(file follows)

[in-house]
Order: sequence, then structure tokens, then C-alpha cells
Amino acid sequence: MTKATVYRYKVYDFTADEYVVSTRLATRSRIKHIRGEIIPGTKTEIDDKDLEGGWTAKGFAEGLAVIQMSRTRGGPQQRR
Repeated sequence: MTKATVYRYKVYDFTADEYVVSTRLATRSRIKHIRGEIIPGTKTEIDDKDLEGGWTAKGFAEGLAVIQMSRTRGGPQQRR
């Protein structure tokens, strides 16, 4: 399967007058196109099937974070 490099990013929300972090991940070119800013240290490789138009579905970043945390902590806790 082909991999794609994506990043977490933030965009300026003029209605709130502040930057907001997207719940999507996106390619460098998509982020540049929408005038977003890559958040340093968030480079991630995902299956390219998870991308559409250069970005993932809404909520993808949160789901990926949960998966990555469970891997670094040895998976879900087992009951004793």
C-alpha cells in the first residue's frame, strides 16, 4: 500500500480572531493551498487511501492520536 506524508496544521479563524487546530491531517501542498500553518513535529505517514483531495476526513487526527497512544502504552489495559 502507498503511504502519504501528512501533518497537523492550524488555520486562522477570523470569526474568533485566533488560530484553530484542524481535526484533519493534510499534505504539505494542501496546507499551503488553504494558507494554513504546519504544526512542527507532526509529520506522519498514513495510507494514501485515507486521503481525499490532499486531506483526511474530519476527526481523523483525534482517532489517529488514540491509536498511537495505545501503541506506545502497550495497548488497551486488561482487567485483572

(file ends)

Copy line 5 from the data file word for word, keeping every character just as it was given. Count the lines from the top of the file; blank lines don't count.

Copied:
């Protein structure tokens, strides 16, 4: 399967007058196109099937974070 490099990013929300972090991940070119800013240290490789138009579905970043945390902590806790 082909991999794609994506990043977490933030965009300026003029209605709130502040930057907001997207719940999507996106390619460098998509982020540049929408005038977003890559958040340093968030480079991630995902299956390219998870991308559409250069970005993932809404909520993808949160789901990926949960998966990555469970891997670094040895998976879900087992009951004793």